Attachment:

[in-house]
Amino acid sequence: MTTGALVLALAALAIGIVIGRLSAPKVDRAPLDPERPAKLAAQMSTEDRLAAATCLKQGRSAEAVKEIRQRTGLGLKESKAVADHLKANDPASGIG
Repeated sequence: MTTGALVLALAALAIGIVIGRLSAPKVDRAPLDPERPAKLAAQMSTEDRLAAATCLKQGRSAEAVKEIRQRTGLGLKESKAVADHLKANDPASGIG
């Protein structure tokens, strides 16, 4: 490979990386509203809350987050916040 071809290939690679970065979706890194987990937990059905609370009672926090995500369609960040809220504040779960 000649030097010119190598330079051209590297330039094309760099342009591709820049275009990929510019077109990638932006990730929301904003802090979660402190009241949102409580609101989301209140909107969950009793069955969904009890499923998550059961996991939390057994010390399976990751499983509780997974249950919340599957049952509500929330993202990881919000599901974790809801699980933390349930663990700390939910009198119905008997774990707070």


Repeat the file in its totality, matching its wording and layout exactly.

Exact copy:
[in-house]
Amino acid sequence: MTTGALVLALAALAIGIVIGRLSAPKVDRAPLDPERPAKLAAQMSTEDRLAAATCLKQGRSAEAVKEIRQRTGLGLKESKAVADHLKANDPASGIG
Repeated sequence: MTTGALVLALAALAIGIVIGRLSAPKVDRAPLDPERPAKLAAQMSTEDRLAAATCLKQGRSAEAVKEIRQRTGLGLKESKAVADHLKANDPASGIG
């Protein structure tokens, strides 16, 4: 490979990386509203809350987050916040 071809290939690679970065979706890194987990937990059905609370009672926090995500369609960040809220504040779960 000649030097010119190598330079051209590297330039094309760099342009591709820049275009990929510019077109990638932006990730929301904003802090979660402190009241949102409580609101989301209140909107969950009793069955969904009890499923998550059961996991939390057994010390399976990751499983509780997974249950919340599957049952509500929330993202990881919000599901974790809801699980933390349930663990700390939910009198119905008997774990707070």